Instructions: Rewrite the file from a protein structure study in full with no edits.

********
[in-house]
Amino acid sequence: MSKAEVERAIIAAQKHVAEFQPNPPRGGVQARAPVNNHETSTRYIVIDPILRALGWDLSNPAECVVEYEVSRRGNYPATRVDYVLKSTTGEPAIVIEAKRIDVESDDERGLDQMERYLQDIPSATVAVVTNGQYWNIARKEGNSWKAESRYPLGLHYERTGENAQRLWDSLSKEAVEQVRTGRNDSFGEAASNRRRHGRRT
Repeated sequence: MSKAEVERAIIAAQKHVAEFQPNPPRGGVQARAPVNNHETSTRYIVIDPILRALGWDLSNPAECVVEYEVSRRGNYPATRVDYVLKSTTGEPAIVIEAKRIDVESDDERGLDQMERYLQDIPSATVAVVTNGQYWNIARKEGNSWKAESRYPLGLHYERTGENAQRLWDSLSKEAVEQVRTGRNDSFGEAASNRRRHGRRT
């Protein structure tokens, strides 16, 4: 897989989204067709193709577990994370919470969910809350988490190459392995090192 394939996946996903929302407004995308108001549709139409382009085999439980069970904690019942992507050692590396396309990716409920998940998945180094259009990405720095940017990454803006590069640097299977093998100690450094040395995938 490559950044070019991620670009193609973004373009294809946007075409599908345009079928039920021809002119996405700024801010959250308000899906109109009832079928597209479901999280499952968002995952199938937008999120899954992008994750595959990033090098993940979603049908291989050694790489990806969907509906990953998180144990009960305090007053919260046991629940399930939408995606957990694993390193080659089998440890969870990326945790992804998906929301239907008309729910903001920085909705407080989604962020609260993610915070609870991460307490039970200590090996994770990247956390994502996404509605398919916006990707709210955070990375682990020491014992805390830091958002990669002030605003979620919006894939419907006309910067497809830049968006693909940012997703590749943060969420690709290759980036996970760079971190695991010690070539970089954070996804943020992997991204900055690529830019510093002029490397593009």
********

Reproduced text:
[in-house]
Amino acid sequence: MSKAEVERAIIAAQKHVAEFQPNPPRGGVQARAPVNNHETSTRYIVIDPILRALGWDLSNPAECVVEYEVSRRGNYPATRVDYVLKSTTGEPAIVIEAKRIDVESDDERGLDQMERYLQDIPSATVAVVTNGQYWNIARKEGNSWKAESRYPLGLHYERTGENAQRLWDSLSKEAVEQVRTGRNDSFGEAASNRRRHGRRT
Repeated sequence: MSKAEVERAIIAAQKHVAEFQPNPPRGGVQARAPVNNHETSTRYIVIDPILRALGWDLSNPAECVVEYEVSRRGNYPATRVDYVLKSTTGEPAIVIEAKRIDVESDDERGLDQMERYLQDIPSATVAVVTNGQYWNIARKEGNSWKAESRYPLGLHYERTGENAQRLWDSLSKEAVEQVRTGRNDSFGEAASNRRRHGRRT
């Protein structure tokens, strides 16, 4: 897989989204067709193709577990994370919470969910809350988490190459392995090192 394939996946996903929302407004995308108001549709139409382009085999439980069970904690019942992507050692590396396309990716409920998940998945180094259009990405720095940017990454803006590069640097299977093998100690450094040395995938 490559950044070019991620670009193609973004373009294809946007075409599908345009079928039920021809002119996405700024801010959250308000899906109109009832079928597209479901999280499952968002995952199938937008999120899954992008994750595959990033090098993940979603049908291989050694790489990806969907509906990953998180144990009960305090007053919260046991629940399930939408995606957990694993390193080659089998440890969870990326945790992804998906929301239907008309729910903001920085909705407080989604962020609260993610915070609870991460307490039970200590090996994770990247956390994502996404509605398919916006990707709210955070990375682990020491014992805390830091958002990669002030605003979620919006894939419907006309910067497809830049968006693909940012997703590749943060969420690709290759980036996970760079971190695991010690070539970089954070996804943020992997991204900055690529830019510093002029490397593009």